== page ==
Reliability of Automotive PCBs

 In PCB, PCB Manufacturing

From being purely mechanical assemblies, automotive vehicles have progressed to include electronic parts. A top brand automotive vehicle today contains about 150 control units consisting mostly of sensors and processors. According to a study, more than 60% of the electronics exists within the dynamical system, the body, and the chassis of the automotive vehicle, while most of it concerns digital signals and power electronics. The study estimates the share of electronics in automotive vehicles will soon cross 70%.

According to Rush PCB, automotive systems with electronics require Printed Circuit Boards (PCBs). While the global requirement of PCBs for the automotive industry was US$4.6B in 2014, the latest estimates put this figure over US$7B by 2020. This increase of electronics in automotive performance has resulted in improvements in:

Environmental Aspects: There have been tremendous improvements in fuel saving and exhaust reduction.

Security Aspects: There is reduction in traffic accidents.

Convenience and Comfort Aspects: There is increased use of air-conditioners, computers, communication, and entertainment equipment inside automotive vehicles, making them more convenient and user-friendly.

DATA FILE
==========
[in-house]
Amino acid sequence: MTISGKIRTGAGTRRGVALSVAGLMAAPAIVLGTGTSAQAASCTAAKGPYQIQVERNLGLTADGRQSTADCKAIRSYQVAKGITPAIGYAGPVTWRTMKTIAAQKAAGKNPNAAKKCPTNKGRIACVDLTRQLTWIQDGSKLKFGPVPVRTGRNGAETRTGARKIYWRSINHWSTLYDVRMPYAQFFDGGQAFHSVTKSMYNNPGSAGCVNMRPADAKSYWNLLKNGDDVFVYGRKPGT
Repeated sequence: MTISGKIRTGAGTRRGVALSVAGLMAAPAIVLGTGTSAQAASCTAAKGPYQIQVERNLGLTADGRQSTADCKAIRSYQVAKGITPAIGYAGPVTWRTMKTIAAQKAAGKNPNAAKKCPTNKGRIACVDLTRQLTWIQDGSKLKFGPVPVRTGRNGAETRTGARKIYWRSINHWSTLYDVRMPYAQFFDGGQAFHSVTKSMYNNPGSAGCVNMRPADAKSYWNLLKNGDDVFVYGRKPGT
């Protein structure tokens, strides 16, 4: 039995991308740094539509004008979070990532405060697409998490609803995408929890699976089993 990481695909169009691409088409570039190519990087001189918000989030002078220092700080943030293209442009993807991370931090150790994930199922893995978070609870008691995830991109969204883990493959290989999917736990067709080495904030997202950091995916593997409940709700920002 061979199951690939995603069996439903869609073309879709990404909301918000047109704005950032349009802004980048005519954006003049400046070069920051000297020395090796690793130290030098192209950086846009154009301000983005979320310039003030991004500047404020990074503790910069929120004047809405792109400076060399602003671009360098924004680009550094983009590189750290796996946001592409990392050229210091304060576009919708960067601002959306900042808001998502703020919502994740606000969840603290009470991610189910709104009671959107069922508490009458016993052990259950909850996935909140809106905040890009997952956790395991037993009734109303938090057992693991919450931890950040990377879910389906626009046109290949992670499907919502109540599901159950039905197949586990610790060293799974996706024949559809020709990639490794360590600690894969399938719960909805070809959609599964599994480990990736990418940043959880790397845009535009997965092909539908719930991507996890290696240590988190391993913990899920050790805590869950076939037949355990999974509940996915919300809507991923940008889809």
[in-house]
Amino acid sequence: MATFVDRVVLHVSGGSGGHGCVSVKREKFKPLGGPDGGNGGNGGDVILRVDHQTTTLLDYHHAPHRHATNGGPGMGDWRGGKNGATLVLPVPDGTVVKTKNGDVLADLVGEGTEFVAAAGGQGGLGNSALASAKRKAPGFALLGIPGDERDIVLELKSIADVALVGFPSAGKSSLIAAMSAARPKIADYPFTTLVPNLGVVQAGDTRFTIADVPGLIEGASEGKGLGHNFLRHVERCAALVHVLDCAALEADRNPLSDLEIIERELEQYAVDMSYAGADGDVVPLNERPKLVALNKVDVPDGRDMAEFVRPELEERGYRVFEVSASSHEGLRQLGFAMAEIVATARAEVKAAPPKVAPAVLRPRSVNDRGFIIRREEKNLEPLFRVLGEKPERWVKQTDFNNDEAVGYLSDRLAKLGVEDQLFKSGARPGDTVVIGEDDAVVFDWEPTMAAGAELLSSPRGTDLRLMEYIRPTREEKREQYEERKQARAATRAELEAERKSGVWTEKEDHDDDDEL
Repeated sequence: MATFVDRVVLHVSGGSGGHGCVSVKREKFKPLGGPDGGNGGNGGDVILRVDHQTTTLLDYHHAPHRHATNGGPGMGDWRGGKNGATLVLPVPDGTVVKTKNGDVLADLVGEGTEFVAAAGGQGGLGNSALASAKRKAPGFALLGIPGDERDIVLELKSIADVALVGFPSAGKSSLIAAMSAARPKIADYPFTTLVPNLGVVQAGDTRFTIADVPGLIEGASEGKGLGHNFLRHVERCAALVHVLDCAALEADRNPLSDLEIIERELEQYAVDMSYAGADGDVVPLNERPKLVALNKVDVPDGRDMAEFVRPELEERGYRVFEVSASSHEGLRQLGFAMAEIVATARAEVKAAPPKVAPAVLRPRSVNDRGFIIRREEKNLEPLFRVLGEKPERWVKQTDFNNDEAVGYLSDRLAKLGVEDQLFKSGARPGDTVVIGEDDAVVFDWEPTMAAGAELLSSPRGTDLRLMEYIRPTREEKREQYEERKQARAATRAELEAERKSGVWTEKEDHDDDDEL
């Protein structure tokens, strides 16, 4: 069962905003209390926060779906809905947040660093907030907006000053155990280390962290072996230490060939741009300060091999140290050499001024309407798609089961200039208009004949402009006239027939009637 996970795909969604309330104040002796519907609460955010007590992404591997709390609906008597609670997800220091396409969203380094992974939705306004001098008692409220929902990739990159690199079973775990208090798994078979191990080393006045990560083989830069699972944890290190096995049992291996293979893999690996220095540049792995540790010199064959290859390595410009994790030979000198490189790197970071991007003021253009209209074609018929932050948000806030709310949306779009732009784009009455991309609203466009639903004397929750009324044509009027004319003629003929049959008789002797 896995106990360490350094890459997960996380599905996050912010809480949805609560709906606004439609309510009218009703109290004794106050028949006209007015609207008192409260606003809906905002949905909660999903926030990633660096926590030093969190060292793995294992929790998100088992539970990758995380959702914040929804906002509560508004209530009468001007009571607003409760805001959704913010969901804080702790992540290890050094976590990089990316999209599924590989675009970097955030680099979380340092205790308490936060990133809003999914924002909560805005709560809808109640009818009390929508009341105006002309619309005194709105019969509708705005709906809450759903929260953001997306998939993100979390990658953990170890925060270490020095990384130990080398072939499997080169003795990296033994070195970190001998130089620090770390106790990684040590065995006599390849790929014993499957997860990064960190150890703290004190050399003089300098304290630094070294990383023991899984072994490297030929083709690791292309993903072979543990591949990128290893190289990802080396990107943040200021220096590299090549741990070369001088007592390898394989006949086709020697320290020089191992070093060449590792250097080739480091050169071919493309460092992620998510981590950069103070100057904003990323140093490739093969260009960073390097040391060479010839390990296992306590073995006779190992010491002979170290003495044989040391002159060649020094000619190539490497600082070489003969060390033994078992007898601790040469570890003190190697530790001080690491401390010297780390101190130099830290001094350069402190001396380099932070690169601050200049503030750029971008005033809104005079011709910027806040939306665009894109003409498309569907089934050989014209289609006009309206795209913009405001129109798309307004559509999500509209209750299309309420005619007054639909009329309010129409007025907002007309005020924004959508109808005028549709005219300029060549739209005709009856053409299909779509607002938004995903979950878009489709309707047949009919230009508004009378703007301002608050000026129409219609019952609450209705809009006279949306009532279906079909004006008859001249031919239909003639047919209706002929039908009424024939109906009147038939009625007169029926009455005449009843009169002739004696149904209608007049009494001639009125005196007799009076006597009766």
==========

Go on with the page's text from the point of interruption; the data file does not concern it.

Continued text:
Requirements of PCBs in Automotive Vehicles

It is necessary that PCB manufacturers catering to the automotive industry conform to international standards such as ISO 9001. Rush PCB complies with the ISO 9001:2015 Quality Management System and adheres to the strictest standards of manufacturing and assembly.

In 1994, the automotive industry followed the QS9000 quality control system. However, in the early 2000s, the industry was following a new quality control system ISO/TS16949, based on the ISO 9001 standards.

PCB Reliability: The industry measures reliability of automotive components in two aspects—lifespan and environmental. Lifespan reliability requires components to perform normally within the entire lifespan of the vehicle. Environmental reliability requires all components to continue functioning without changes even when there is a change in the environment.

Presently, the industry-expected lifespan of an average automotive vehicle is about 10 to 12 years, and the electronic systems and PCB must perform normally within this period, without failure.